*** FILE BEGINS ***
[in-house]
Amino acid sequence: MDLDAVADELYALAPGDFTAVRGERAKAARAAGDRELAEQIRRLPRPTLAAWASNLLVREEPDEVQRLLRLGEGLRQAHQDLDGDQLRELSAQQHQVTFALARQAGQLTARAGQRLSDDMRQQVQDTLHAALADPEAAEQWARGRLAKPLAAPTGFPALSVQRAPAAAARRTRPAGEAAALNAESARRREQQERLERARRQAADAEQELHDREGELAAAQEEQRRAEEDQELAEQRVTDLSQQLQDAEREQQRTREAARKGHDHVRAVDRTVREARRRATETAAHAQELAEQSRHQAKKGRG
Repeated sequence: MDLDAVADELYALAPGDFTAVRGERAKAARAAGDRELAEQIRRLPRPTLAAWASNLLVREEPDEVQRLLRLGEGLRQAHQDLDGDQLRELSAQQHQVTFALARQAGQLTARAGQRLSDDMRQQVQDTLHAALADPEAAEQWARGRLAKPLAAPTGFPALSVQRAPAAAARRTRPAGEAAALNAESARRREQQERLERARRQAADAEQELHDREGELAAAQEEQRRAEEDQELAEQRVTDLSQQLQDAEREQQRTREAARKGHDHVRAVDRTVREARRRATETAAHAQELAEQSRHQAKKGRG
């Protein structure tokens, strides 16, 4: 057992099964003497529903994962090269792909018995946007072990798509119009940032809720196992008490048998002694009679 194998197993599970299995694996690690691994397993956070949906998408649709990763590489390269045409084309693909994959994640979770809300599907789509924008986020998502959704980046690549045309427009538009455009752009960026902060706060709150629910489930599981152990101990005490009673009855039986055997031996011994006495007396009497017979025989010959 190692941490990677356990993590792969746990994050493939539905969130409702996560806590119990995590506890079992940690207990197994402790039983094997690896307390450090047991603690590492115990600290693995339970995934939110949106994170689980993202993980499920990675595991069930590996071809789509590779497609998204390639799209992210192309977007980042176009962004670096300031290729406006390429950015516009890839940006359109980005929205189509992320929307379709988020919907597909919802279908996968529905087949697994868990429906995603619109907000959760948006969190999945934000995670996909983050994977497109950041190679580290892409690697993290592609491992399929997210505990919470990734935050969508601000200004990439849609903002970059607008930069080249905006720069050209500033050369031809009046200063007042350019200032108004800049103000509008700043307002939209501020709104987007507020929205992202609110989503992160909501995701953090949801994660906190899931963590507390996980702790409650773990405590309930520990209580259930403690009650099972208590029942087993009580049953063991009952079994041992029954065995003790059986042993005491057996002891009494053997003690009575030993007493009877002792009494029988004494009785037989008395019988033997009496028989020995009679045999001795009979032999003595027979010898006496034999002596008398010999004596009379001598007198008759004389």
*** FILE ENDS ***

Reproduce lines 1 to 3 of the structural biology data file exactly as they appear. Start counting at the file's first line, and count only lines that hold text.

[in-house]
Amino acid sequence: MDLDAVADELYALAPGDFTAVRGERAKAARAAGDRELAEQIRRLPRPTLAAWASNLLVREEPDEVQRLLRLGEGLRQAHQDLDGDQLRELSAQQHQVTFALARQAGQLTARAGQRLSDDMRQQVQDTLHAALADPEAAEQWARGRLAKPLAAPTGFPALSVQRAPAAAARRTRPAGEAAALNAESARRREQQERLERARRQAADAEQELHDREGELAAAQEEQRRAEEDQELAEQRVTDLSQQLQDAEREQQRTREAARKGHDHVRAVDRTVREARRRATETAAHAQELAEQSRHQAKKGRG
Repeated sequence: MDLDAVADELYALAPGDFTAVRGERAKAARAAGDRELAEQIRRLPRPTLAAWASNLLVREEPDEVQRLLRLGEGLRQAHQDLDGDQLRELSAQQHQVTFALARQAGQLTARAGQRLSDDMRQQVQDTLHAALADPEAAEQWARGRLAKPLAAPTGFPALSVQRAPAAAARRTRPAGEAAALNAESARRREQQERLERARRQAADAEQELHDREGELAAAQEEQRRAEEDQELAEQRVTDLSQQLQDAEREQQRTREAARKGHDHVRAVDRTVREARRRATETAAHAQELAEQSRHQAKKGRG